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Featured Refrigerator Mother

Discussion in 'General Autism Discussion' started by Aspychata, Nov 28, 2019.

  1. Aspychata

    Aspychata My Art Work

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    Refrigerator mother was coined in 1950 as a label for mothers of children diagnosed with autism or schizophrenia.

    Leo Kanner (American physician, psychiatrist) identified autism in 1943, he noted lack of warmth among the parents of autistic children.

    Alice Miller maintains that autism is psychogenic as her fear of the truth about child abuse is the leitmotif of nearly all forms of autisticm.

    Frances Tustin believes it's children's neurological disorder of psychogenic nature ie., caused by abusive and traumatic treatment of infants.

    Finally a explanation l can relate to follows: For normal process of socialization, it is necessary for parent-child relations to be normal by loving or non-anxiety parents. These are the first social act, and a stimulus to either accept or reject society.

    The children's SELF in this view is a reflection of the sentiments , thoughts, and attitudes of the parents toward the child.

    Autistic children show extreme socializing disorder and do not want any sort of relationships with people.

    They ELIMINATE people from their consciousness. The FEAR of the parents is extended to other people, a tendency to cut off communications with human beings.

    l believe my mom takes a ice bath every night just so she doesn't thaw out. My stepfather-not any better.
    Wikipedia
    Refrigerator mother/Refrigerator parents
    Ariet S - Interpretation of Schizophenia 2nd ed, 1974

    What do you think?
     
    Last edited: Nov 28, 2019
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  2. Fino

    Fino Alex V.I.P Member

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    I think you'll find autistic people with all kinds of parents.
     
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  3. Aspychata

    Aspychata My Art Work

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    So far the two autistic people l know have dysfunctional parents. Guess l am trying to understand if the scales tips one way more then not. Both moms were basically ineffective as mothers. I came from some severe neglect as a todler. l recall serious falls and nobody was around me. So l am also looking at people that have those experiences or can recall that far back. My parents presented as normal in public but it was different in private.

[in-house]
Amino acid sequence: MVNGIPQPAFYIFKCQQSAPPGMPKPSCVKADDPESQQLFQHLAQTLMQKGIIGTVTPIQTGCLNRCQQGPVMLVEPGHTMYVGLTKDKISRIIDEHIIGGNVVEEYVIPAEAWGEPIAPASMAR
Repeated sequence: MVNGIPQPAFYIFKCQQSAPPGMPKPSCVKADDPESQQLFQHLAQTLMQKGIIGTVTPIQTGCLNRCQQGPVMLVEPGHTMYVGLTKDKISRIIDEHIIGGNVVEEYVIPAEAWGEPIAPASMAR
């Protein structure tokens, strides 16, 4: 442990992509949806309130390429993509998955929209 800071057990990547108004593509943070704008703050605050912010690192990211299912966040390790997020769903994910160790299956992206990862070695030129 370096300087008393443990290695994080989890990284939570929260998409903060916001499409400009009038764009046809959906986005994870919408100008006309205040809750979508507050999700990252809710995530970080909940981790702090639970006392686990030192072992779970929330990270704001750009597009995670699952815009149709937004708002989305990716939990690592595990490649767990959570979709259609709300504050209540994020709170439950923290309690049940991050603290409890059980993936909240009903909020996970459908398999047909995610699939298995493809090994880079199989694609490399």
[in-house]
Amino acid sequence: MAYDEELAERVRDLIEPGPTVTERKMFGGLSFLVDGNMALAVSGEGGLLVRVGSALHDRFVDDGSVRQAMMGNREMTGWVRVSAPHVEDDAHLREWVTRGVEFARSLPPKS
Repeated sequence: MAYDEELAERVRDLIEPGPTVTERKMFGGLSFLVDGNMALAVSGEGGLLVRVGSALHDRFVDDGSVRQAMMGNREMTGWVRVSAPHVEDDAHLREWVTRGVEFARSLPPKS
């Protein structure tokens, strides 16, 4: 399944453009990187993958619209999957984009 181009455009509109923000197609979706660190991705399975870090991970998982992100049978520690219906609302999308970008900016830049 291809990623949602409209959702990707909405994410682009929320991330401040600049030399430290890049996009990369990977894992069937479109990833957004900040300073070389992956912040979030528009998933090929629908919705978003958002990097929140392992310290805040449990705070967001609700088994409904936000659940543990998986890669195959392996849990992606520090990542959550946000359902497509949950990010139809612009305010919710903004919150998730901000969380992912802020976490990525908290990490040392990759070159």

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  4. Fino

    Fino Alex V.I.P Member

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    Oh yeah, I have extraordinarily dysfunctional parents! Lots of neglect. But I wouldn't want someone to come along who had relatively normal amounts of dysfunction and be thinking, "So am I not autistic?" or something odd along those lines.
     
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  5. Juliettaa

    Juliettaa Black Sheep. Society of One. V.I.P Member

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    My childhood was extremely toxic - physical and emotional abuse and severe neglect; but just as there are countless abuse survivors like me who are autistic, there are countless others who are not autistic.

    I'm not convinced that parenting styles create autism. I know several autistic people who were brought in a 'normal' household environment and have none of my childhood experiences.

    My belief is, we are who we are due to a neurological difference. And then we can have additional issues on top due to our upbringing. These issues can be worked on with therapy and self development. In my case, this 'self development' and therapy didn't commence for decades due to severe disassociation. The fall out from disassociation was catastrophic.
     
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  6. unperson

    unperson Well-Known Member

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    Can relate, indifference bordering on neglect, but dad was born 1916 and mum 1926, (I had older parents than most skewl peers) so seen a lot of hardship and war. Dad was arguably autistic, electrical engineer, fixed anything in the house that broke down, mum arguably multiple personalites, some of them wicked. Did my head in but they're gone now.